How to stop, so wholly and completely, that the strength of the momentum of this habit can’t take me on it’s ride?  It feels today like turning physics on its head.  A thing in action tends to stay in action.

This is why I write.

Somehow, somewhere, whenever I sit down to write and ask a sincere question, the answer comes.

Just like that.

Now it came, like a tiny whisper from deep in the canyon of my left ribcage, saying “Make a list of the lillies.”

Ok then.

Things I loved about today:

  • Pumpkin pie with whipped cream.
  • Fresh laundry.
  • The neck crack I’ve been waiting for for weeks.
  • Sweet and kind words on my blog from friends and strangers.
  • Saying hi to the new guy, and knowing I made his day better.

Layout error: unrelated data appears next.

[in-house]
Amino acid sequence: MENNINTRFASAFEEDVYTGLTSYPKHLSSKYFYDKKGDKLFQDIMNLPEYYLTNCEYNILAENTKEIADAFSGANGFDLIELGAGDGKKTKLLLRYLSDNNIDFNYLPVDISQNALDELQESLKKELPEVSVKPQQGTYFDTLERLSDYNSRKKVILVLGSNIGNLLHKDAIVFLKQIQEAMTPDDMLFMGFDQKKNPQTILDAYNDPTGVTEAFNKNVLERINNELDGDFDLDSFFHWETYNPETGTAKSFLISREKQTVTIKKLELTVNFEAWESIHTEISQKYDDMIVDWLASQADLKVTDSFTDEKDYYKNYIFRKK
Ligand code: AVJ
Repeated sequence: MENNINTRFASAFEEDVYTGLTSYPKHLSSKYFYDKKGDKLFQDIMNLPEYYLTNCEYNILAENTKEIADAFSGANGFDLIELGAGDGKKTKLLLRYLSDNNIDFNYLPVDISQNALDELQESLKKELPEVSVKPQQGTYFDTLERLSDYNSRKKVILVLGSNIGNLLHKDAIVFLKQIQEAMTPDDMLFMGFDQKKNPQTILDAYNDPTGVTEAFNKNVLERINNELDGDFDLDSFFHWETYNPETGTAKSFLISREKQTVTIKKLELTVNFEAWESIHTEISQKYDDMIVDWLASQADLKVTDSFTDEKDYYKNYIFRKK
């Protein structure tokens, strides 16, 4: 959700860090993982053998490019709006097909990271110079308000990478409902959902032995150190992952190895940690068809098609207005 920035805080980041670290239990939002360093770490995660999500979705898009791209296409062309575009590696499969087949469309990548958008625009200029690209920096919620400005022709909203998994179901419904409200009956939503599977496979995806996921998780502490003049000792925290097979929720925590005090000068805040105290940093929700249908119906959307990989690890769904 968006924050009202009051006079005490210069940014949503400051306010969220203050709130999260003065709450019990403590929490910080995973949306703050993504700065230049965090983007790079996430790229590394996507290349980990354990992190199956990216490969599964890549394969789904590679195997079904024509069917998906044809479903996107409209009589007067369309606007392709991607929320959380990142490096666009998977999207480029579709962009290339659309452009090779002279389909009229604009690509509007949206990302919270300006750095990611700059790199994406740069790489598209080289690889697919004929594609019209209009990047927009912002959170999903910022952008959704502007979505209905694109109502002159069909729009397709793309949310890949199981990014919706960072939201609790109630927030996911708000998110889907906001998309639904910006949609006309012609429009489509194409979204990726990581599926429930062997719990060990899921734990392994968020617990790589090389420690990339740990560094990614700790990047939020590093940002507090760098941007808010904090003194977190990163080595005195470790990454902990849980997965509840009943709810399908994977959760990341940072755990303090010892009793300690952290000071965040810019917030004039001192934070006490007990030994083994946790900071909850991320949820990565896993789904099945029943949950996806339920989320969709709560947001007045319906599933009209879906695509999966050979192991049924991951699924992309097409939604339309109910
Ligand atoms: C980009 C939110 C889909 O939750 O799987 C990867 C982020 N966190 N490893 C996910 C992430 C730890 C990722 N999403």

• A confirmed “yes!” from a donor for a $500 sponsorship.
  • Singing along with Ani Difranco in the car.
  • Firefighters.
  • Kittens.
  • This perfect, dark, crickety, warm night, and the pjs I’m about to climb into.


Filed under life, writing

the wind today

Prompt compliments of:

the wind today won’t stop.
and this is no warm, gentle, autumn wind,
mind you.
this is wind turned loose from its pen.
this is not the science of rain,
this is a whisper with velocity,
shouting slam poetry in exclamations and anapests over a philharmonic of chimes.
a pestilent end to silence everywhere.
this is a tricksy and stubborn wind with arguably devious motives.
(oh I saw you this morning, when you jabbed my espresso off the car roof, yes I did.)
this is a hulking and hooded figure, staggering by with a flask under his coat, too close – turning to wheeze, laugh and yell at anyone who will listen.